If we don't want to manufacture anything, we don't want to build anything, we don't want to work in agriculture, we don't want to study sciences, we don't want to work as engineers, we don't want to be doctors, what the hell are we good for? Are we going to be pigs for the rest of the world to raise until we get fat enough to be slaughtered? 

    We can have robotic factories built in the US and train our citizens to maintain and program robots. If we don't know how to do this, let's invite Chinese, Japanese, and Germans to help us out, pay them handsomely, and learn how to make our own crap efficiently by leveraging the latest robotic technologies for manufacturing. This could not be done three decades ago, but with the advance of technology, it is now possible. 
    I would love to see any data that actually backs up your claims. 
    viclauyycbonobobmuthuk_vanalingamcwingravravnorodomjony0
  • Reply 4 of 39
    danoxdanox Posts: 360member
    What data do you need? Other than Germany, most of the western countries (particularity the English speaking ones) are in the process of quitting, (have been since the 1970's) if Apple with 100's of billions being flushed down the buyout drain can't invest natively who will.
    edited December 2018 caladanian
  • Reply 5 of 39
    sirozha said:
    My town is inundated with H1B-visa Indians who have replaced 50% or more of American IT personnel. About 35% of doctors are Indian on H1B visas. They have pushed Americans out of the jobs here, and these are not manufacturing jobs. These are high-tech and medical jobs. As a result, housing prices are  through the roof. These temporary Indians are buying several houses each on interest-only loans, knowing full well that they are going to have to leave within 5-6 years and can simply abandon their houses (if the market turns down) with no consequences. Their monthly mortgage payments are significantly lower than apartment rentals because of the ARM-type loans that they take out.  In the meantime, they are collecting rents on the multiple houses that they purchased with no credit history and no permanent status here. How can a temporary worker buy a house in the US on a mortgage is beyond comprehension. We have not learned anything from the 2009 housing crash. 

    If we don't want to manufacture anything, we don't want to build anything, we don't want to work in agriculture, we don't want to study sciences, we don't want to work as engineers, we don't want to be doctors, what the hell are we good for? Are we going to be pigs for the rest of the world to raise until we get fat enough to be slaughtered?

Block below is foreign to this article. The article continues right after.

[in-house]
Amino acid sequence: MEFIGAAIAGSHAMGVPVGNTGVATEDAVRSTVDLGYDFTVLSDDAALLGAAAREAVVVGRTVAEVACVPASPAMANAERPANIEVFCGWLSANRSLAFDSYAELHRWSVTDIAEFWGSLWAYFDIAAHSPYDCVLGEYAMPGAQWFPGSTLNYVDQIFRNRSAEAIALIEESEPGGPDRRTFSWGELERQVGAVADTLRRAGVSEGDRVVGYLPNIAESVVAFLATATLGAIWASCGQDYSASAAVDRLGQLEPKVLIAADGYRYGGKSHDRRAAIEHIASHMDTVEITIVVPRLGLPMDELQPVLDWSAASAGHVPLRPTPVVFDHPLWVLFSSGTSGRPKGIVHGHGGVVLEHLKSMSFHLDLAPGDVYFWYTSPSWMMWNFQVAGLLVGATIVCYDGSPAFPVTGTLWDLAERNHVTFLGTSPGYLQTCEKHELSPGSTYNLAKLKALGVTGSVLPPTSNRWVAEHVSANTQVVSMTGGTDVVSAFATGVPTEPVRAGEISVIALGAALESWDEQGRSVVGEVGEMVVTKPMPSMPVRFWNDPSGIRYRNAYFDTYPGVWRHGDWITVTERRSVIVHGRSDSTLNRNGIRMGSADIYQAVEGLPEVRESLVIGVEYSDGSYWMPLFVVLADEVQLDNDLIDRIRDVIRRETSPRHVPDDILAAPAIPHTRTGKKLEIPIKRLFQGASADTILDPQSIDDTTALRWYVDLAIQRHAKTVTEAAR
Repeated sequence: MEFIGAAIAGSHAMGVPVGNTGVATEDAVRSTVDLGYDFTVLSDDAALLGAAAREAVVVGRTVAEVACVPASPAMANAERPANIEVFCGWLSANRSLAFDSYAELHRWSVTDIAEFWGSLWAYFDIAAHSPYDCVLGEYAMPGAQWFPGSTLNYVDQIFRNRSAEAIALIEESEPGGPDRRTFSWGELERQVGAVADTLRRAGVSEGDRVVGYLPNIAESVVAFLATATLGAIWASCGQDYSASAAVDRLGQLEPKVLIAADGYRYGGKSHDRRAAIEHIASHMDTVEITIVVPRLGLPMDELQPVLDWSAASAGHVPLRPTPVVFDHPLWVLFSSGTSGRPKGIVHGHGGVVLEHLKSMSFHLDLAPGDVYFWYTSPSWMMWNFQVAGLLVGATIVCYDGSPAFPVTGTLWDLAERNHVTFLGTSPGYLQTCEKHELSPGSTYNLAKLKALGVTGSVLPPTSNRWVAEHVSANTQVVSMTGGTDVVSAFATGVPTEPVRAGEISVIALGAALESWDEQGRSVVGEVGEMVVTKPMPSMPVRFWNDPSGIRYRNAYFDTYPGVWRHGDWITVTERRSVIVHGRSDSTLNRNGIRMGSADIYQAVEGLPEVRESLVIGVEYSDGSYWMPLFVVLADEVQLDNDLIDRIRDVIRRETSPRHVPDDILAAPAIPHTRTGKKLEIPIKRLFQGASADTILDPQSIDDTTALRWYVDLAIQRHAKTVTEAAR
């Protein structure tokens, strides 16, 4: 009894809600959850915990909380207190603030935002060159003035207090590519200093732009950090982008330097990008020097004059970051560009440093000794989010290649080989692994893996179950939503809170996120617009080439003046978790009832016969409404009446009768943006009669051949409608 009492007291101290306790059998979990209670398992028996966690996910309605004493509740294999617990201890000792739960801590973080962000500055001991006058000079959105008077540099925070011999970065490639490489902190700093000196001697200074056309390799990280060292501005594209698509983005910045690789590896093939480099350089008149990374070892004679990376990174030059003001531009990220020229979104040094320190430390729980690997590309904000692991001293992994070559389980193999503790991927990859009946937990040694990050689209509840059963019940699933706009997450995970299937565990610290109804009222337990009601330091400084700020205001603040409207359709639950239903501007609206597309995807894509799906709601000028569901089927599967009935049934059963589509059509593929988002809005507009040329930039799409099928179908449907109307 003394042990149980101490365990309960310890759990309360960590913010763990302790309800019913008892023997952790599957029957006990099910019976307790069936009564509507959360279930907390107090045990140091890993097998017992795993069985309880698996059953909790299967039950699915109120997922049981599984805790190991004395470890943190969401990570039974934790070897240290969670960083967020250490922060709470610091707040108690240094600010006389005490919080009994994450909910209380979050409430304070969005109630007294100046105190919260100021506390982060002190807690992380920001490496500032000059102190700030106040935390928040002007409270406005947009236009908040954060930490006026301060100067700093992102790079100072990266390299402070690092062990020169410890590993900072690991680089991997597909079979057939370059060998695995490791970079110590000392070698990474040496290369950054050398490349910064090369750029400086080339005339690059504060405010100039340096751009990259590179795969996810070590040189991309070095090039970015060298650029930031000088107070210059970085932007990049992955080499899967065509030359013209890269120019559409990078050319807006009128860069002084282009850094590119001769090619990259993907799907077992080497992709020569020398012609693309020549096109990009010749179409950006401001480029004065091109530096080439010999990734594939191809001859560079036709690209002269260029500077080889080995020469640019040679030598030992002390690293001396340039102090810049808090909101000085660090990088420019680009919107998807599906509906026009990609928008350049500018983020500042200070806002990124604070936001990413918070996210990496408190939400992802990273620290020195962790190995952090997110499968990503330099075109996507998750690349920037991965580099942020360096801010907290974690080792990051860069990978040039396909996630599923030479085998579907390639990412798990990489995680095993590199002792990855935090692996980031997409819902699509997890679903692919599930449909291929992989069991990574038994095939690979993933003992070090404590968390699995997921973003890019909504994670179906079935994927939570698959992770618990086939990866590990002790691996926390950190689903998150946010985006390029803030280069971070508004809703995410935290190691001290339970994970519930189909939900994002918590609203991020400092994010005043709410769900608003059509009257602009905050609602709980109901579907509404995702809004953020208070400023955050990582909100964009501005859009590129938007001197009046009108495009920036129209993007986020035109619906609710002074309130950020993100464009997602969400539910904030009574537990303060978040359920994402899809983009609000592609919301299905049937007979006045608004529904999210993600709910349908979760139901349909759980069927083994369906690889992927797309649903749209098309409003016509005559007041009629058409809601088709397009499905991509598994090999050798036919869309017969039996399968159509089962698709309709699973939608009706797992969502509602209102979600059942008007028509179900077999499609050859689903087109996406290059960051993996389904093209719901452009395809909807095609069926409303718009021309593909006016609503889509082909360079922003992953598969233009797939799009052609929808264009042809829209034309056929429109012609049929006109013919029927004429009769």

We can have robotic factories built in the US and train our citizens to maintain and program robots. If we don't know how to do this, let's invite Chinese, Japanese, and Germans to help us out, pay them handsomely, and learn how to make our own crap efficiently by leveraging the latest robotic technologies for manufacturing. This could not be done three decades ago, but with the advance of technology, it is now possible. 
    We’re already too fat. Seriously, though. Companies hire the best. Period. We don’t even have an adequate school infrastructure. This is what happens when you have 10x the amount of money pouring into the military. You leave nothing for educating the masses. The irony about Indians is that they modeled their school system after our public system of the 60’s & 70’s. 
    lostkiwiviclauyycpropodcaladaniansteveau
  • Reply 6 of 39
    docno42docno42 Posts: 3,270member
    https://discoverpraxis.com
    http://profoundlydisconnected.com

    Until we see a balance of more stuff like the above it's only going to get worse.  For over 50 years we have denigrated those who don't go off to college to be properly indoctrinated and then wonder why when politics is put above all else we are loosing our edge?
    dewmelostkiwijbdragon
  • Reply 7 of 39
    When I was certifying with the American Production and Inventory Control Society, we were taught that W. Edward Deming taught the principles of Statistical Process Control to Japanese scientists and engineers when American manufacturers, flush from victories in WWII, were arrogantly unenthusiastic about applying SPC to our own factories. That was between 1945 and 1950, though the principles of SPC were known here since the 1920's. You might say they took somethng we invented and discarded, then spanked us with it over the sixty plus years.
    macseekerlostkiwimacplusplusSpamSandwichsteveaudocno42
  • Reply 8 of 39